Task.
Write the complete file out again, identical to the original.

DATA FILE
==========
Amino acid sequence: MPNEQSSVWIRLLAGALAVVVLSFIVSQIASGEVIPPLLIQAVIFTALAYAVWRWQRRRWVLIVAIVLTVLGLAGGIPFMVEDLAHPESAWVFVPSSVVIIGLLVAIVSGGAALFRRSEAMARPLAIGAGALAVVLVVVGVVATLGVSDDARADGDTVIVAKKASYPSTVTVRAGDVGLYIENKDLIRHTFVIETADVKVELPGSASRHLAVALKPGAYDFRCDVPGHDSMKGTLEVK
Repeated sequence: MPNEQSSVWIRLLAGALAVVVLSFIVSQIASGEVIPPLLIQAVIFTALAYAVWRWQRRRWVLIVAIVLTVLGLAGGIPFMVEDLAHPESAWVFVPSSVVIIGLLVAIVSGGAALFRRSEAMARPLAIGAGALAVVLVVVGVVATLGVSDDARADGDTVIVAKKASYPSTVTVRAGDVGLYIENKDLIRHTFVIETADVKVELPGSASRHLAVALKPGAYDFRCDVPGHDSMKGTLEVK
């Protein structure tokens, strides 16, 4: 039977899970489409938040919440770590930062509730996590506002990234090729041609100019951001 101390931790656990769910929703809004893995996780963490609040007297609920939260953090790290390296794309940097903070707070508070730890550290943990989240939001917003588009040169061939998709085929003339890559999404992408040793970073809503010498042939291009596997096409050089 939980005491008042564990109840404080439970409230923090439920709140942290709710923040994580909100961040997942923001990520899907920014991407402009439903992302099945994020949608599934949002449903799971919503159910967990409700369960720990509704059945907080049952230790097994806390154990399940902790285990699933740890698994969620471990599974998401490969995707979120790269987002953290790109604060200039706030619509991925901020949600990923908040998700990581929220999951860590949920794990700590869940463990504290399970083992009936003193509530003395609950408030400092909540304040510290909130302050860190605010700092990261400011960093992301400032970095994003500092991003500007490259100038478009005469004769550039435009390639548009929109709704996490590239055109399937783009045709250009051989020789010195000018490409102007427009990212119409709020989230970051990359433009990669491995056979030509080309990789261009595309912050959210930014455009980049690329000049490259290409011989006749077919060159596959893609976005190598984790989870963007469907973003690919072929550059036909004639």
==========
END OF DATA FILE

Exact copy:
Amino acid sequence: MPNEQSSVWIRLLAGALAVVVLSFIVSQIASGEVIPPLLIQAVIFTALAYAVWRWQRRRWVLIVAIVLTVLGLAGGIPFMVEDLAHPESAWVFVPSSVVIIGLLVAIVSGGAALFRRSEAMARPLAIGAGALAVVLVVVGVVATLGVSDDARADGDTVIVAKKASYPSTVTVRAGDVGLYIENKDLIRHTFVIETADVKVELPGSASRHLAVALKPGAYDFRCDVPGHDSMKGTLEVK
Repeated sequence: MPNEQSSVWIRLLAGALAVVVLSFIVSQIASGEVIPPLLIQAVIFTALAYAVWRWQRRRWVLIVAIVLTVLGLAGGIPFMVEDLAHPESAWVFVPSSVVIIGLLVAIVSGGAALFRRSEAMARPLAIGAGALAVVLVVVGVVATLGVSDDARADGDTVIVAKKASYPSTVTVRAGDVGLYIENKDLIRHTFVIETADVKVELPGSASRHLAVALKPGAYDFRCDVPGHDSMKGTLEVK
């Protein structure tokens, strides 16, 4: 039977899970489409938040919440770590930062509730996590506002990234090729041609100019951001 101390931790656990769910929703809004893995996780963490609040007297609920939260953090790290390296794309940097903070707070508070730890550290943990989240939001917003588009040169061939998709085929003339890559999404992408040793970073809503010498042939291009596997096409050089 939980005491008042564990109840404080439970409230923090439920709140942290709710923040994580909100961040997942923001990520899907920014991407402009439903992302099945994020949608599934949002449903799971919503159910967990409700369960720990509704059945907080049952230790097994806390154990399940902790285990699933740890698994969620471990599974998401490969995707979120790269987002953290790109604060200039706030619509991925901020949600990923908040998700990581929220999951860590949920794990700590869940463990504290399970083992009936003193509530003395609950408030400092909540304040510290909130302050860190605010700092990261400011960093992301400032970095994003500092991003500007490259100038478009005469004769550039435009390639548009929109709704996490590239055109399937783009045709250009051989020789010195000018490409102007427009990212119409709020989230970051990359433009990669491995056979030509080309990789261009595309912050959210930014455009980049690329000049490259290409011989006749077919060159596959893609976005190598984790989870963007469907973003690919072929550059036909004639």